When it comes to stereotypes about advice industry participants, investment advisers often wear the white hats. But the 2018 enforcement report from state securities regulators may put a dent in that image. The report shows that in 2017, for the first time, state enforcement actions against investment advisers outpaced those against brokers.
According to the North American Securities Administrators Association, there were 377 state enforcement actions last year that named investment advisers and RIA firms, up 32% from 2016, while 270 actions named registered representatives and their brokerages, down 11% from 2016.
Advisers' image as the good guys has been disputed before, most notably by former Securities and Exchange Commission member Daniel Gallagher, who argued back in 2014 that if the SEC monitored investment advisers as closely as it did brokers, it would find the same number of bad actors.
"It is impossible to separate the fact that we find many more broker-dealer violations than investment adviser violations from the fact that, thanks to the assistance of the SROs, we examine a greater proportion of broker-dealers than investment advisers," Mr. Gallagher said in a speech, referring to the Financial Industry Regulatory Authority Inc.'s role.
Of course, some of the change in enforcement statistics may just reflect the relative numbers of RIAs and brokerages; the number of RIA firms is on the rise, while the number of brokerages has been declining.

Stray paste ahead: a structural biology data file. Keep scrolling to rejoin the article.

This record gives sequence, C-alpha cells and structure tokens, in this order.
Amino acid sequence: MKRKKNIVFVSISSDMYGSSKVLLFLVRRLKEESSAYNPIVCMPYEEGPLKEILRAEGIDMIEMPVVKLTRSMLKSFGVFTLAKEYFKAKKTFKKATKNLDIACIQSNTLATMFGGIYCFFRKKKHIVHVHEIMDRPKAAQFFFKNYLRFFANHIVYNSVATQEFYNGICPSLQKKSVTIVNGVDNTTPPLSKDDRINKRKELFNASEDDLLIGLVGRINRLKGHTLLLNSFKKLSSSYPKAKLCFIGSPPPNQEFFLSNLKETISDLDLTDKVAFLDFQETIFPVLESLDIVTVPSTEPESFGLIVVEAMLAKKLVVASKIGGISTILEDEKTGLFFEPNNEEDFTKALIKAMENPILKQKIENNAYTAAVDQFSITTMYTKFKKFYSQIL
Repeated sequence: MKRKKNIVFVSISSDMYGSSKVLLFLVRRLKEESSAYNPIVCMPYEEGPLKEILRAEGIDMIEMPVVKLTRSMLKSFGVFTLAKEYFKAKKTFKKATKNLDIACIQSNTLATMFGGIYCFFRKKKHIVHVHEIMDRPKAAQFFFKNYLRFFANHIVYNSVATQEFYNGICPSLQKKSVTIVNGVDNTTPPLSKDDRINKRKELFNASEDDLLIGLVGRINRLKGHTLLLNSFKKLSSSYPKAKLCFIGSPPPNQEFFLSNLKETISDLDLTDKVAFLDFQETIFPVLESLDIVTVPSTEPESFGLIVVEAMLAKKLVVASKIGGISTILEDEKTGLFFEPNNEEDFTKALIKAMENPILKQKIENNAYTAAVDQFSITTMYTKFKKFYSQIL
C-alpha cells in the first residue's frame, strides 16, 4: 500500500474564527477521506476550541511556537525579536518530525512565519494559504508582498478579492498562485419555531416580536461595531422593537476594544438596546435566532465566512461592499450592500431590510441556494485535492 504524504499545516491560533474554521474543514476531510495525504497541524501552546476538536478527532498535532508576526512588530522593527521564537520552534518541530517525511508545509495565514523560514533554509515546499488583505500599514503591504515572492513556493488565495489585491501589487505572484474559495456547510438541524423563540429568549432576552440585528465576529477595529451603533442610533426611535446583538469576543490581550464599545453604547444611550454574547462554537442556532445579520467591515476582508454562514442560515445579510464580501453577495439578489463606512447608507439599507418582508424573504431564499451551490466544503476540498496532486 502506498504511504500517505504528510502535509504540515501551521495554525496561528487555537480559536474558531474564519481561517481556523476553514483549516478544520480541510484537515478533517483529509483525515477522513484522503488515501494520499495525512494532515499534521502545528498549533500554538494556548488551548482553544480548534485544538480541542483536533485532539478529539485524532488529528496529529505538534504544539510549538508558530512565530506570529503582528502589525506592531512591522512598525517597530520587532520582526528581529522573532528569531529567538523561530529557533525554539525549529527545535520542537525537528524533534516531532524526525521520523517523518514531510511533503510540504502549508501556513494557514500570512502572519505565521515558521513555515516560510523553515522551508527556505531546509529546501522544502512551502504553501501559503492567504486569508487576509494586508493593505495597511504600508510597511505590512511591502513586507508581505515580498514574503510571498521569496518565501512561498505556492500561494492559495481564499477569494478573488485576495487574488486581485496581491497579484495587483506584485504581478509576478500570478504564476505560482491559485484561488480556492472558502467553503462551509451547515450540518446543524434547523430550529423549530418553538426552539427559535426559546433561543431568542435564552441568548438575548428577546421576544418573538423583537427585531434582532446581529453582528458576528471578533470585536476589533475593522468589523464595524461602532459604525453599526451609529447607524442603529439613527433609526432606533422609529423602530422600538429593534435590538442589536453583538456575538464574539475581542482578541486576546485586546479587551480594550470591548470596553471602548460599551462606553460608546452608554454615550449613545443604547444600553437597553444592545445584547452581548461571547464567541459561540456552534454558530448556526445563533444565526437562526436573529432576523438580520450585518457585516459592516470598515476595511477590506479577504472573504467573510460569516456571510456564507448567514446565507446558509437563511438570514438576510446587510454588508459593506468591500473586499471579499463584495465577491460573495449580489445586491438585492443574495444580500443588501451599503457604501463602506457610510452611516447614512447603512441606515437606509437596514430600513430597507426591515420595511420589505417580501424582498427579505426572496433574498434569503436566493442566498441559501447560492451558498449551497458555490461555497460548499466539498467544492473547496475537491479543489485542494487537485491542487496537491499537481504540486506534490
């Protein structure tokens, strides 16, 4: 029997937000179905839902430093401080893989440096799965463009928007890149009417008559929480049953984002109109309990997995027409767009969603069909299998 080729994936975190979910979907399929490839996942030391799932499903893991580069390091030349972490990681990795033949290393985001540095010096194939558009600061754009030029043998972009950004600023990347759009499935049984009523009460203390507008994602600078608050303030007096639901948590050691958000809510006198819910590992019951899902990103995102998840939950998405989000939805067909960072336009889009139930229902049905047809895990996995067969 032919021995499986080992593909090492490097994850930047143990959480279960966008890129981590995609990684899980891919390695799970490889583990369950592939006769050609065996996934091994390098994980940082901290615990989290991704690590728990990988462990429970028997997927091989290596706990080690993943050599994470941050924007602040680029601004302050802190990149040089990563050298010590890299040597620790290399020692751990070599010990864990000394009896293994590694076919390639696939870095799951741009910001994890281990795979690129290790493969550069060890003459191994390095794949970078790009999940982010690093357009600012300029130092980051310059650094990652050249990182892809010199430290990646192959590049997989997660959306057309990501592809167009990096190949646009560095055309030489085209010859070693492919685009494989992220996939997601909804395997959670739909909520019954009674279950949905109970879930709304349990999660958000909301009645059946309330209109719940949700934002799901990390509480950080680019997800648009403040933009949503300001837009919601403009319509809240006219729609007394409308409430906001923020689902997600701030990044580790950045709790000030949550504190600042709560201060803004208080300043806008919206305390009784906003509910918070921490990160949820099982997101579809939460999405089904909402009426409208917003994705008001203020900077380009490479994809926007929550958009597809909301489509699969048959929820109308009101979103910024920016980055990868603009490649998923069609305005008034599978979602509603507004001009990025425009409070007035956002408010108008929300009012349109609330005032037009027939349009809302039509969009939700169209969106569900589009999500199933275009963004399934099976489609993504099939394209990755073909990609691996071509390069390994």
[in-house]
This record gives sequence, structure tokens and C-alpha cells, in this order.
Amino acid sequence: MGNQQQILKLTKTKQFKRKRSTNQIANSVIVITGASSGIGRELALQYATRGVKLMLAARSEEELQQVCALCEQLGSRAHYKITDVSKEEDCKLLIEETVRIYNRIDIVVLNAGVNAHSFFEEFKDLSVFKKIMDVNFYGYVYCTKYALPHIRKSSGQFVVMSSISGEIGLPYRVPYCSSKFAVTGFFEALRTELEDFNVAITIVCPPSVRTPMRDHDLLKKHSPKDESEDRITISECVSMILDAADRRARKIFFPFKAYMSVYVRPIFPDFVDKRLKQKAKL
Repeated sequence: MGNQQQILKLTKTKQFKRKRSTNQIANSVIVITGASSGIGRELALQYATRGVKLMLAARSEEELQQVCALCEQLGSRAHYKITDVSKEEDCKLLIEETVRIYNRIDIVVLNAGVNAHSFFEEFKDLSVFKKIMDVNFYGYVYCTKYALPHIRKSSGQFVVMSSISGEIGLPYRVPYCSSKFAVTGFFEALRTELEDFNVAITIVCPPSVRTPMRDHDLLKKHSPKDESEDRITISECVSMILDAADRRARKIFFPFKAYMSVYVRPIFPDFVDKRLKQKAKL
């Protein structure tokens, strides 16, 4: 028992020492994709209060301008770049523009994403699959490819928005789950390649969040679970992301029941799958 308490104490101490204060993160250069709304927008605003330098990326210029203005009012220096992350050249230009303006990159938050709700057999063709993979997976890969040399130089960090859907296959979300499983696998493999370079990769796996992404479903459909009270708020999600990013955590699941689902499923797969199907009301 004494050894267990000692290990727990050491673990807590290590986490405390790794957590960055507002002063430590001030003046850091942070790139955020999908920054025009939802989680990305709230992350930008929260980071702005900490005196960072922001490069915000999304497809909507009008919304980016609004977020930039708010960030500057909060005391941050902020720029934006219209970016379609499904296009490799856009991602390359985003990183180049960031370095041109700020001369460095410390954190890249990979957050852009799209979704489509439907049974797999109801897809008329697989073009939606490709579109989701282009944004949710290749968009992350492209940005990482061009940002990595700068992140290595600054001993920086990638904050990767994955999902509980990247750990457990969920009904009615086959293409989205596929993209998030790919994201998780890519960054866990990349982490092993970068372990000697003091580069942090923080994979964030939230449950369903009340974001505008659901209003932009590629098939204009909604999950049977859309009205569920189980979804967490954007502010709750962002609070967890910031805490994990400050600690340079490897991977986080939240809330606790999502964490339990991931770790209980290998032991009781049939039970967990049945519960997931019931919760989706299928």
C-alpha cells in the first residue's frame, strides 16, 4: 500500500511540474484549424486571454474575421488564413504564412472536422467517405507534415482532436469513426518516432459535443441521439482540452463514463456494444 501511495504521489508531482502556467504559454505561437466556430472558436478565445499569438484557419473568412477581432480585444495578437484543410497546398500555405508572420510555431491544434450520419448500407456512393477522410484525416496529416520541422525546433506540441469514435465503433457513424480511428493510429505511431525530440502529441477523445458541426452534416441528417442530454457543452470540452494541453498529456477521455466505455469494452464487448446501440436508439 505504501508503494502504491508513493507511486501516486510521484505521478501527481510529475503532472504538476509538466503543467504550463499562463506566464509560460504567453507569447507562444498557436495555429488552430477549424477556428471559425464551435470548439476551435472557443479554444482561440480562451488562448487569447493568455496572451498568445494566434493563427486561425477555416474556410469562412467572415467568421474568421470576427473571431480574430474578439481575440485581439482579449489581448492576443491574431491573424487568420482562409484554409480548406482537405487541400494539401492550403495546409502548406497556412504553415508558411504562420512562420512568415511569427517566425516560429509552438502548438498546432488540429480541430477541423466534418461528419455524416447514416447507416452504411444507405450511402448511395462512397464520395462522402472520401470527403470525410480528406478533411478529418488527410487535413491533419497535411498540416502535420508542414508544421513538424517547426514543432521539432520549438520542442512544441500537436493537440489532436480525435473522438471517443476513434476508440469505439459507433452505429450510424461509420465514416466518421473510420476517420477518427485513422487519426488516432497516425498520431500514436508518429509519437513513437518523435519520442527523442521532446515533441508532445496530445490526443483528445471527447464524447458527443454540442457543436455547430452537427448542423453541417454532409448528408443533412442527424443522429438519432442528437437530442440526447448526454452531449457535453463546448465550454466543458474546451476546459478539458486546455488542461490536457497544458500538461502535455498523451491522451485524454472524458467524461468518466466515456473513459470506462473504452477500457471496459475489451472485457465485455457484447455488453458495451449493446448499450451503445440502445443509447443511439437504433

Moreover, in recent years, more of those RIA firms have come under state oversight. A provision in the Dodd-Frank financial reform law moved RIAs with less than $100 million in assets to oversight by their state regulator versus the SEC. Previously, the states had regulated firms with less than $25 million in assets. The number of state-registered advisory firms grew 21%, from 13,799 in 2008 to 17,534 in 2017.
Another possible factor driving the rise in enforcement actions could be RIA firms' sometimes less-stringent compliance efforts. In InvestmentNews' story about the NASAA statistics, senior reporter Mark Schoeff cited securities attorney Eleonora Zlotnikova's observation that smaller RIAs are likely to have much less robust compliance operations than broker-dealers.
The NASAA annual report also shows the extent to which fraudsters prey on seniors; state regulators took enforcement actions last year involving more than 1,100 senior victims.
The report noted that 18 states have enacted versions of NASAA's model rule aimed at protecting seniors from financial exploitation. The legislation mandates that advisers and representatives report to regulators if they spot an attempt to defraud a vulnerable adult. The states with the law in place have received more than 500 reports, according to NASAA, and those reports led to investigations and enforcement action.
To the extent that RIA firms are heavily involved in retirement advice, the push to end financial abuse of older people could increase their exposure to enforcement actions.
No matter what underlying factors may have influenced the numbers in NASAA's report, the fact that state enforcement actions against advisers jumped almost a third in just a year should serve as a wake-up call.
Advisers and RIA firms should be reassessing their compliance efforts to be sure they're running a tight ship and be willing to invest some money to upgrade compliance if they realize it's subpar. They should be keeping an eye out for the types of infractions regulators are likely to focus on. And they should be aware of the possibility of financial exploitation when working with older clients and report it promptly when they spot it.